BEIRUT: Caretaker Social Affairs Minister Wael Abu Faour said Monday the Lebanese Army had agreed to manage security at refugee camps for Syrians should such an option be approved by the government. Abu Faour said it was necessary to create refugee camps, noting that it would alleviate the pressure on Lebanese society on all levels.
The minister’s comments came as he spoke at a symposium hosted by the Maronite League on “The Security, Social and Economic Repercussions of Syrian Refugees.”
Abu Faour said that both the growing number of refugees in Lebanon and a weak government had hampered the country’s ability to properly deal with the high refugee influx. He also contended that although the Palestinian and Syrian refugee situation in Lebanon was a serious national matter, it was not being given sufficient priority.
Abu Faour also highlighted an agreement reached with Germany whereby the European country would host 5,000 Syrian refugees as part of a series of measures aimed at taking some of the burden of the refugee crisis off the current host countries.
An agreement has also been reached to set up reception centers for refugees along the Masnaa border and in the Bekaa Valley, the minister said. The centers will administratively and humanely assess whether new arrivals qualify for refugee status before they can enter the country.
But despite these latest steps, Abu Faour also expressed his disappointment with the regional and international community for failing to support Lebanon. The country, he said, has only received 23 percent of the aid it needs, most of which has gone to international organizations rather than the government.
He added that the Bekaa Valley needed the most help as it was no longer able to endure the growing refugee community.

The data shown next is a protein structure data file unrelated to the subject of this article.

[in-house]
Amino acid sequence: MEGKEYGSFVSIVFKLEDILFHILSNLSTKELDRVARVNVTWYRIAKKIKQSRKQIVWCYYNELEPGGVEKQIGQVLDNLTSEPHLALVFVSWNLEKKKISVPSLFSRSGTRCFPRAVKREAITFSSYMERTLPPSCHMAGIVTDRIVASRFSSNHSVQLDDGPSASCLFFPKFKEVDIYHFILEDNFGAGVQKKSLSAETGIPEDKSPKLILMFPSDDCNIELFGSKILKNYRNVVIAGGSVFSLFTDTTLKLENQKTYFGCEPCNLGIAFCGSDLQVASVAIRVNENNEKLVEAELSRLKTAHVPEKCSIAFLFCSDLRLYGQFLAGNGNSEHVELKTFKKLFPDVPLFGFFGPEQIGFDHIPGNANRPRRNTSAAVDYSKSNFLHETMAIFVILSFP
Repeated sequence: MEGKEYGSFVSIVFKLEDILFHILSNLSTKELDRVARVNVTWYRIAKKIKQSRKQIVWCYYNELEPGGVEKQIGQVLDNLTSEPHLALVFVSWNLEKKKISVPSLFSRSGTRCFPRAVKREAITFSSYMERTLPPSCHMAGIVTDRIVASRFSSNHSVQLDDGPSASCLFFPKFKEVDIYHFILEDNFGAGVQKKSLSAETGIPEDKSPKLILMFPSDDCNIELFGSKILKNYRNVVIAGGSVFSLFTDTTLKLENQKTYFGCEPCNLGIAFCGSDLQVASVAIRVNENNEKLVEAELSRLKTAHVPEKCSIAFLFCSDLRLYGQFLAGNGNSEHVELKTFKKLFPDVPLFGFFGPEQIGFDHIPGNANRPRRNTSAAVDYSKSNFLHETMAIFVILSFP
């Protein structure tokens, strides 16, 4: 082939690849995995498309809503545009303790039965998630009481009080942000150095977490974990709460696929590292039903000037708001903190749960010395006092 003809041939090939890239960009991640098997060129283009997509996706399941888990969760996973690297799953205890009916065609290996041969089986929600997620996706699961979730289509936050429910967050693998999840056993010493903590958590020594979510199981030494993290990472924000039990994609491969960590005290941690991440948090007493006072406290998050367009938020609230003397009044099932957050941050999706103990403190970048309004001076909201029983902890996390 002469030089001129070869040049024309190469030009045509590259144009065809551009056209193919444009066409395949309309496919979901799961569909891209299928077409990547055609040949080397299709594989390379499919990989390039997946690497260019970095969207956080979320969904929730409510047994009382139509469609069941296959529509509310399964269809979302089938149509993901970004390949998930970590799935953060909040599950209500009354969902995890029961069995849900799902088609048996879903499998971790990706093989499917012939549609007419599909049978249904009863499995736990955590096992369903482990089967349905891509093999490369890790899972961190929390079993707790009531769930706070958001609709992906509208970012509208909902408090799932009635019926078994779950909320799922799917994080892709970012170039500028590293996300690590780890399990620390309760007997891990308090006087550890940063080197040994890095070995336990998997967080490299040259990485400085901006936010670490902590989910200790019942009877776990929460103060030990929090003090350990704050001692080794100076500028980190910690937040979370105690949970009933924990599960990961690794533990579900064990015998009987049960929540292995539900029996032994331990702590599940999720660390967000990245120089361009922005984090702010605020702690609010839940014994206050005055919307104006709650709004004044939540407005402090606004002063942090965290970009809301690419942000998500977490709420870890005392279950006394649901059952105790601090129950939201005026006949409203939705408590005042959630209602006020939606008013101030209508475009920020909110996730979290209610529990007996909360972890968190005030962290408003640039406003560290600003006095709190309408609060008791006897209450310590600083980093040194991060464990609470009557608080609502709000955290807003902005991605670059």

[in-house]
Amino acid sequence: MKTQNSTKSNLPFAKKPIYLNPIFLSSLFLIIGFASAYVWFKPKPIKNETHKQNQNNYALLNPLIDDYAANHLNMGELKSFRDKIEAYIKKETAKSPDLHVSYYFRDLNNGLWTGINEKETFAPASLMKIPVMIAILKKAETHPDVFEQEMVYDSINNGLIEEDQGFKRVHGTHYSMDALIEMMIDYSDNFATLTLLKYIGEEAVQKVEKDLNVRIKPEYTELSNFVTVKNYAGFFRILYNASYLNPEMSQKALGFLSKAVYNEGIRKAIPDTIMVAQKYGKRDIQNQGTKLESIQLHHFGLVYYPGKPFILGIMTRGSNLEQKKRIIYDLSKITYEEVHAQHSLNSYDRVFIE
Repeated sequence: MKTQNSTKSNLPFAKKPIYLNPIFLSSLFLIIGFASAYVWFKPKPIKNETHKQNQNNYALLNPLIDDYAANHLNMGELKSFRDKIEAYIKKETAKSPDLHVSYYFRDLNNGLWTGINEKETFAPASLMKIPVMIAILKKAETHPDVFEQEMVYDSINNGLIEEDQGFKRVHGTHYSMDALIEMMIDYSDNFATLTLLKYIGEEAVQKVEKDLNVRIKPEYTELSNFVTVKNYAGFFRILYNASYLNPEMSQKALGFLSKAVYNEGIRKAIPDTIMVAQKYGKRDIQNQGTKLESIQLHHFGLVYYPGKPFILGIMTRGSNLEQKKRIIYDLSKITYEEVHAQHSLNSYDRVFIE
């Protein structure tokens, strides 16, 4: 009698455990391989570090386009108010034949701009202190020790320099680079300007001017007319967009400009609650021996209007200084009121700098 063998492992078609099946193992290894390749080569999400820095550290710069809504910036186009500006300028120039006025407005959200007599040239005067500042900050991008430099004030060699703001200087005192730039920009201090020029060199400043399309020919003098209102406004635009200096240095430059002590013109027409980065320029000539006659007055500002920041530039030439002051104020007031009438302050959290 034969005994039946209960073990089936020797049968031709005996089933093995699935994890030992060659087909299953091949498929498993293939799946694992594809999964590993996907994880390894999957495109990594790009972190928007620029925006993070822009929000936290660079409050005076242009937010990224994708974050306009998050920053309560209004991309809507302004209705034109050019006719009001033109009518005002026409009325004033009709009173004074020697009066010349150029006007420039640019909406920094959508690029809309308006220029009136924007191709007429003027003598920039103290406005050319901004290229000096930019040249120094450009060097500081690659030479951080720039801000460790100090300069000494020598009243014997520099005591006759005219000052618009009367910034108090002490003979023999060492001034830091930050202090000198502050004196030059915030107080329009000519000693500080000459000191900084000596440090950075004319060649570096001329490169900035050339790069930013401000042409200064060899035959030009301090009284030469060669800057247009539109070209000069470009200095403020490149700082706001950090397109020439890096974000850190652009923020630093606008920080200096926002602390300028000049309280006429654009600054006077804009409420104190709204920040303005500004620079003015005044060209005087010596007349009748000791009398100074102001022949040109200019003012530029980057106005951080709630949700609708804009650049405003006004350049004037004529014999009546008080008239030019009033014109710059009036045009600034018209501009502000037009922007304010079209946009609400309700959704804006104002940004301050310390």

According to the latest count by the United Nations High Commission for Refugees, the number of Syrian refugees in Lebanon now exceeds 625,000. The unofficial number is believed to be much higher.
Abu Faour said Lebanon had agreed to the establishment of a fiduciary fund aimed at providing more aid to Syrian refugees, but added he feared it would threaten Lebanon’s credibility.
He and U.N. Special Coordinator for Lebanon Derek Plumbly discussed last week the establishment of the fund that would be managed jointly by the Lebanese government and the World Bank with the purpose of serving both Syrian refugees and Lebanese host communities.
The fund would also help Lebanese schools accommodate displaced Syrians as well as improve the health sector and other infrastructure.
UNHCR’s latest report noted for the second week running a slight decrease in the number of new arrivals in the Bekaa Valley. A total of 546 families arrived last week, local municipalities told the UNHCR.
But as the number of refugees in Lebanon rises overall and shelters are exhausted, the UNHCR in collaboration with the Social Affairs Ministry is continuing to work to identify suitable sites for formal tented settlements and more collective shelters, the report said.